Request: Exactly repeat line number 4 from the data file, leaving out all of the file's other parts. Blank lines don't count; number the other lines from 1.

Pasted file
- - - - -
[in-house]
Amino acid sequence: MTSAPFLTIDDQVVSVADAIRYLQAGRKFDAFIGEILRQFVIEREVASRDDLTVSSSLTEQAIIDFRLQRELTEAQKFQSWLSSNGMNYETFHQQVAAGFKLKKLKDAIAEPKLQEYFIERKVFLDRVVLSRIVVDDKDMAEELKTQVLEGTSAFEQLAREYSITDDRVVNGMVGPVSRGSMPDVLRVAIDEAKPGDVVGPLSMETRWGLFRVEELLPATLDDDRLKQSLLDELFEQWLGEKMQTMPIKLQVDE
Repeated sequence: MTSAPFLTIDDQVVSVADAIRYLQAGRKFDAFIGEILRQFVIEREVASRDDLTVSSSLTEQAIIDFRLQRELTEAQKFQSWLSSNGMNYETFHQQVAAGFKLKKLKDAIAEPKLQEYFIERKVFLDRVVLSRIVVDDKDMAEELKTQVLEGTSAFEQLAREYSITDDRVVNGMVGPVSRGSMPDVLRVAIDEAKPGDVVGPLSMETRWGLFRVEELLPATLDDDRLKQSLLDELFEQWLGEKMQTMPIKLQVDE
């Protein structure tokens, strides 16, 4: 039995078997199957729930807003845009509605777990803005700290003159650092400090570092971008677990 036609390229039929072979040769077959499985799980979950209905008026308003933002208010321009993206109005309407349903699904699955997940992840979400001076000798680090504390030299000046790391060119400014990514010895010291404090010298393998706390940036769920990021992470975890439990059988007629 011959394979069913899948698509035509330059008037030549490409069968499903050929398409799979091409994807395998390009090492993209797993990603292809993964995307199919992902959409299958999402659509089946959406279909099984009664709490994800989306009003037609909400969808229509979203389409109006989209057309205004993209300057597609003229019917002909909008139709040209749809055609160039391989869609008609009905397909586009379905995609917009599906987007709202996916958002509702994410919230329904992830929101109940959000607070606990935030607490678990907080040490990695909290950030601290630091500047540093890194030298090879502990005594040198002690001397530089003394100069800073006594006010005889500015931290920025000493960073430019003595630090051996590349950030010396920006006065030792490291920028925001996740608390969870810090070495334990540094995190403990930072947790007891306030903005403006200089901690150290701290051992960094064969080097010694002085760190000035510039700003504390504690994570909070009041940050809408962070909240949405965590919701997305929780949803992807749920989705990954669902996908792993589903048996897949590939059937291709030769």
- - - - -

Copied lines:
């Protein structure tokens, strides 16, 4: 039995078997199957729930807003845009509605777990803005700290003159650092400090570092971008677990 036609390229039929072979040769077959499985799980979950209905008026308003933002208010321009993206109005309407349903699904699955997940992840979400001076000798680090504390030299000046790391060119400014990514010895010291404090010298393998706390940036769920990021992470975890439990059988007629 011959394979069913899948698509035509330059008037030549490409069968499903050929398409799979091409994807395998390009090492993209797993990603292809993964995307199919992902959409299958999402659509089946959406279909099984009664709490994800989306009003037609909400969808229509979203389409109006989209057309205004993209300057597609003229019917002909909008139709040209749809055609160039391989869609008609009905397909586009379905995609917009599906987007709202996916958002509702994410919230329904992830929101109940959000607070606990935030607490678990907080040490990695909290950030601290630091500047540093890194030298090879502990005594040198002690001397530089003394100069800073006594006010005889500015931290920025000493960073430019003595630090051996590349950030010396920006006065030792490291920028925001996740608390969870810090070495334990540094995190403990930072947790007891306030903005403006200089901690150290701290051992960094064969080097010694002085760190000035510039700003504390504690994570909070009041940050809408962070909240949405965590919701997305929780949803992807749920989705990954669902996908792993589903048996897949590939059937291709030769």